Renewable resources can be replenished at a comparable rate to the rate of consumption. Energy sources likehydroelectric power, solar energy, and wind powerare considered “perpetualresources” because they run no risk of depletion.
Nonrenewable resources are energysources like petroleum, propane, natural gas, coal, and nuclear energy that take thousands of years to form and cannot be regenerated in a short period of time.
Although oil, natural gas, and coal willremain the primary energy sources for theforeseeable future, a variety of resourceswill be needed to meet the world’s growingdemand. All energy sources have benefits, as well as challenges to overcome.
How much will it cost to set-up and operate? Does the energy source require storage and will the final product be too expensive? Can it be produced on a large scale? How will the production of the energy source impact the environment?
PETROLEUM is formed from animals and plants that lived a long time ago when heat and pressure turned decayed matter into crude oil.• Transportation fuel for the world• Basis of many products, from prescription drugs to plastics• Economical to produce, easy to transport• High C02 emissions• Found in limited areas• Supply may be exhausted before natural gas/coal resources• Possible environmental impact from drilling and transporting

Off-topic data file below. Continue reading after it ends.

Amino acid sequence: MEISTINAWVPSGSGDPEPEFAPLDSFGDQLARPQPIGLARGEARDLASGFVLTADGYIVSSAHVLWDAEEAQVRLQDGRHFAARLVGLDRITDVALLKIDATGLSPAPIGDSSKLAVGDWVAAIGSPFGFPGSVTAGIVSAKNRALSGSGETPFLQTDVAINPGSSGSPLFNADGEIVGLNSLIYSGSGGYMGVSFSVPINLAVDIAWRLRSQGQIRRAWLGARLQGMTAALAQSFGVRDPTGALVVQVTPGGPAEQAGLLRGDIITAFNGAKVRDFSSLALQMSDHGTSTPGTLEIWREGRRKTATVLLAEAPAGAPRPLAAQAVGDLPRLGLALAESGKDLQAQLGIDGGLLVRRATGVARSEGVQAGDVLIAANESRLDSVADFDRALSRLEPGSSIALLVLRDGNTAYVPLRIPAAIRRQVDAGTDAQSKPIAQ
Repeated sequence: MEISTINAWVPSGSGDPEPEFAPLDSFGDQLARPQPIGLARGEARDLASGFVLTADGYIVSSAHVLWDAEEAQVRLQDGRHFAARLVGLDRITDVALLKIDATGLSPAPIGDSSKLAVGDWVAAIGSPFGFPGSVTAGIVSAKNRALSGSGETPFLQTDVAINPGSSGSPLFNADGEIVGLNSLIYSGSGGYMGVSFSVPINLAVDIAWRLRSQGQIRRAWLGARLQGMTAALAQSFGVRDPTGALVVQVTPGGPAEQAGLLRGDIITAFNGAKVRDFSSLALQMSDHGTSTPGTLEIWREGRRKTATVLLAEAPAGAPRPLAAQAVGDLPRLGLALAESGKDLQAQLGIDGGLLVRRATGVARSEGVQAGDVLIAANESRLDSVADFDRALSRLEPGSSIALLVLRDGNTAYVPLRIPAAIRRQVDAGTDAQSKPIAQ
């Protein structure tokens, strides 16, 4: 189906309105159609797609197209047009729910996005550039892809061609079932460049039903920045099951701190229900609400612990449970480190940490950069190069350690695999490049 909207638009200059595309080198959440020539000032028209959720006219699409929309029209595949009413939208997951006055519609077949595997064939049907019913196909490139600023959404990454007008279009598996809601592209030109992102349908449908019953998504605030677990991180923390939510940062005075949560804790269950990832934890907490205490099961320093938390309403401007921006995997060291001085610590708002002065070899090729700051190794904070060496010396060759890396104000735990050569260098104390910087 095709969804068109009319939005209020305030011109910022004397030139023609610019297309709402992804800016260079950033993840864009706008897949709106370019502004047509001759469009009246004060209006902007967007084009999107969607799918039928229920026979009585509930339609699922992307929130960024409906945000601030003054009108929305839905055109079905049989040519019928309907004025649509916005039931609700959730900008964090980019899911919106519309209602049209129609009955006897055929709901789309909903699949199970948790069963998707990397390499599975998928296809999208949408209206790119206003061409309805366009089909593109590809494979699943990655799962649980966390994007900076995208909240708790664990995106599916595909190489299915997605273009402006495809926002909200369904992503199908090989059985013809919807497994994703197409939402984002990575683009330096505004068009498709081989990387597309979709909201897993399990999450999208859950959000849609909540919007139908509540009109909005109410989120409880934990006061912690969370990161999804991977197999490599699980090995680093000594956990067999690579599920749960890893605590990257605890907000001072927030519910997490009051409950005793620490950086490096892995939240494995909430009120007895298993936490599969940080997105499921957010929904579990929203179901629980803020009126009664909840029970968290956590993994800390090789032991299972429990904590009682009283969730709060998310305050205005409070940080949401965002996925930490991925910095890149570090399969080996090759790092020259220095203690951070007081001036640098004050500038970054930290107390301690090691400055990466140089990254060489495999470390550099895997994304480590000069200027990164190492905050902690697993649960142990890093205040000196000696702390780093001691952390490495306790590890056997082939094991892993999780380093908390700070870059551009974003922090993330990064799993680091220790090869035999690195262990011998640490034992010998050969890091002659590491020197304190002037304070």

PROPANE is produced as a byproduct from natural gas processing and crude oil refining. It burns hotter and more evenly than other fuels.• Yields 60–70% less smog-producing hydrocarbons than gasoline/diesel fuel or propane exhaust• Nontoxic and insoluble in water• Doesn’t spill, pool, or leave a residue• Uses some fossil fuels in conversion• Highly flammable• Less energy in a gallon of propane than in a gallon of gasoline or diesel fuel
NATURAL GAS consists primarily of methane but includes significant quantities of ethane, butane, propane, carbon dioxide, nitrogen, helium, and hydrogen sulfide.• Widely available• Burns more cleanly than coal or oil• Often used in combination with other fuels to decrease pollution in electricity generation• Added artificial odor that people can easily smell the gas in case of a leak• Transportation costs are high• Burns cleanly, but still has emissions• Pipelines impact ecosystems